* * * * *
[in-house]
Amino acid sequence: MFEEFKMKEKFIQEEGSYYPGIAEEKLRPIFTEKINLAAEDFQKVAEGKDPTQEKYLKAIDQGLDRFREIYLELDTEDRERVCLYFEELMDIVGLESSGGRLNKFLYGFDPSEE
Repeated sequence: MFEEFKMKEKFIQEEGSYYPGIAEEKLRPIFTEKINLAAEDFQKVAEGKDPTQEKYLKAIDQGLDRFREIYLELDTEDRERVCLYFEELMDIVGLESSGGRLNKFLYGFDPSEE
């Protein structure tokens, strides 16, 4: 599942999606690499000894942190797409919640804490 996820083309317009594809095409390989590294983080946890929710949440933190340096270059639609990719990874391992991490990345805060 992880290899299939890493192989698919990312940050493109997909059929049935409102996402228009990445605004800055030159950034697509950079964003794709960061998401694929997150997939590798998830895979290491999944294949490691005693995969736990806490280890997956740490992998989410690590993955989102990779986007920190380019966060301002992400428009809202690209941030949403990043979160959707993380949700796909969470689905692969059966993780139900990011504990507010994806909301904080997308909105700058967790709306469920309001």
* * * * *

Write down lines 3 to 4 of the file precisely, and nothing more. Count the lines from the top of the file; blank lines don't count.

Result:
Repeated sequence: MFEEFKMKEKFIQEEGSYYPGIAEEKLRPIFTEKINLAAEDFQKVAEGKDPTQEKYLKAIDQGLDRFREIYLELDTEDRERVCLYFEELMDIVGLESSGGRLNKFLYGFDPSEE
């Protein structure tokens, strides 16, 4: 599942999606690499000894942190797409919640804490 996820083309317009594809095409390989590294983080946890929710949440933190340096270059639609990719990874391992991490990345805060 992880290899299939890493192989698919990312940050493109997909059929049935409102996402228009990445605004800055030159950034697509950079964003794709960061998401694929997150997939590798998830895979290491999944294949490691005693995969736990806490280890997956740490992998989410690590993955989102990779986007920190380019966060301002992400428009809202690209941030949403990043979160959707993380949700796909969470689905692969059966993780139900990011504990507010994806909301904080997308909105700058967790709306469920309001």